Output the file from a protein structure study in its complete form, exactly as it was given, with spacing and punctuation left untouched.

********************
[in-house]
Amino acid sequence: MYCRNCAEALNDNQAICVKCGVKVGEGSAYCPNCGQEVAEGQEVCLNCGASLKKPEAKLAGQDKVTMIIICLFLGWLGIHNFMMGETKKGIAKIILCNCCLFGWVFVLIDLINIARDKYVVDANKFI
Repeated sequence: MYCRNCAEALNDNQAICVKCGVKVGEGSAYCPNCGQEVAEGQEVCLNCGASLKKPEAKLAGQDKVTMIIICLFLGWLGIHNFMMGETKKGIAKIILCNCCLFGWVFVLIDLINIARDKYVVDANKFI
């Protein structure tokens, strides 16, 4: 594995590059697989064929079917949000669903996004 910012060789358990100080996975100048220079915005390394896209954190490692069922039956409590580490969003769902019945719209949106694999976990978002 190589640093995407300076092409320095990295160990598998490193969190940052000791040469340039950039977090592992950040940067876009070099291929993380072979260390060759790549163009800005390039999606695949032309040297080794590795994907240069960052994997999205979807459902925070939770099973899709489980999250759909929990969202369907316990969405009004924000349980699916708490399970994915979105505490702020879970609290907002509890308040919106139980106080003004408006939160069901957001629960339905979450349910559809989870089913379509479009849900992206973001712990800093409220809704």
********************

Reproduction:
[in-house]
Amino acid sequence: MYCRNCAEALNDNQAICVKCGVKVGEGSAYCPNCGQEVAEGQEVCLNCGASLKKPEAKLAGQDKVTMIIICLFLGWLGIHNFMMGETKKGIAKIILCNCCLFGWVFVLIDLINIARDKYVVDANKFI
Repeated sequence: MYCRNCAEALNDNQAICVKCGVKVGEGSAYCPNCGQEVAEGQEVCLNCGASLKKPEAKLAGQDKVTMIIICLFLGWLGIHNFMMGETKKGIAKIILCNCCLFGWVFVLIDLINIARDKYVVDANKFI
């Protein structure tokens, strides 16, 4: 594995590059697989064929079917949000669903996004 910012060789358990100080996975100048220079915005390394896209954190490692069922039956409590580490969003769902019945719209949106694999976990978002 190589640093995407300076092409320095990295160990598998490193969190940052000791040469340039950039977090592992950040940067876009070099291929993380072979260390060759790549163009800005390039999606695949032309040297080794590795994907240069960052994997999205979807459902925070939770099973899709489980999250759909929990969202369907316990969405009004924000349980699916708490399970994915979105505490702020879970609290907002509890308040919106139980106080003004408006939160069901957001629960339905979450349910559809989870089913379509479009849900992206973001712990800093409220809704």